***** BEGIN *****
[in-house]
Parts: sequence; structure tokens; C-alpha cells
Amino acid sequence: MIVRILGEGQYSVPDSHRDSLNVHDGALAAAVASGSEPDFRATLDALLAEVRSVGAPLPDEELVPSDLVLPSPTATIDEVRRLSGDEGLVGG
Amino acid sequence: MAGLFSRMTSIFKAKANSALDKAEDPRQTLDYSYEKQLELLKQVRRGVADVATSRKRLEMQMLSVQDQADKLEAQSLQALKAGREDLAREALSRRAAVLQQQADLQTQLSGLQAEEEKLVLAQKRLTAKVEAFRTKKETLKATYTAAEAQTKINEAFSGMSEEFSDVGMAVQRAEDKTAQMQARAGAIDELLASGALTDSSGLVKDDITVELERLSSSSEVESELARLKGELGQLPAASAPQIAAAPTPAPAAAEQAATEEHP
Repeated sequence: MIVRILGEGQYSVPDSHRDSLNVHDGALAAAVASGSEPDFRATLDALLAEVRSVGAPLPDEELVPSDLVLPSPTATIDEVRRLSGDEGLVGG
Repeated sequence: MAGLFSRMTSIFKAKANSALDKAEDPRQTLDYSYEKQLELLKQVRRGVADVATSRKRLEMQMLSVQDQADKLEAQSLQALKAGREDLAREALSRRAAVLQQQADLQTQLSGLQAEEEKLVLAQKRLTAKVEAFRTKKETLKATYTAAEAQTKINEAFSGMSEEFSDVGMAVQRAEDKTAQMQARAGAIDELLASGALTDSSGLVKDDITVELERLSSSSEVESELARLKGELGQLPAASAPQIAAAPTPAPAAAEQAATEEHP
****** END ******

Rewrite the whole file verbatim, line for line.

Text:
[in-house]
Parts: sequence; structure tokens; C-alpha cells
Amino acid sequence: MIVRILGEGQYSVPDSHRDSLNVHDGALAAAVASGSEPDFRATLDALLAEVRSVGAPLPDEELVPSDLVLPSPTATIDEVRRLSGDEGLVGG
Amino acid sequence: MAGLFSRMTSIFKAKANSALDKAEDPRQTLDYSYEKQLELLKQVRRGVADVATSRKRLEMQMLSVQDQADKLEAQSLQALKAGREDLAREALSRRAAVLQQQADLQTQLSGLQAEEEKLVLAQKRLTAKVEAFRTKKETLKATYTAAEAQTKINEAFSGMSEEFSDVGMAVQRAEDKTAQMQARAGAIDELLASGALTDSSGLVKDDITVELERLSSSSEVESELARLKGELGQLPAASAPQIAAAPTPAPAAAEQAATEEHP
Repeated sequence: MIVRILGEGQYSVPDSHRDSLNVHDGALAAAVASGSEPDFRATLDALLAEVRSVGAPLPDEELVPSDLVLPSPTATIDEVRRLSGDEGLVGG
Repeated sequence: MAGLFSRMTSIFKAKANSALDKAEDPRQTLDYSYEKQLELLKQVRRGVADVATSRKRLEMQMLSVQDQADKLEAQSLQALKAGREDLAREALSRRAAVLQQQADLQTQLSGLQAEEEKLVLAQKRLTAKVEAFRTKKETLKATYTAAEAQTKINEAFSGMSEEFSDVGMAVQRAEDKTAQMQARAGAIDELLASGALTDSSGLVKDDITVELERLSSSSEVESELARLKGELGQLPAASAPQIAAAPTPAPAAAEQAATEEHP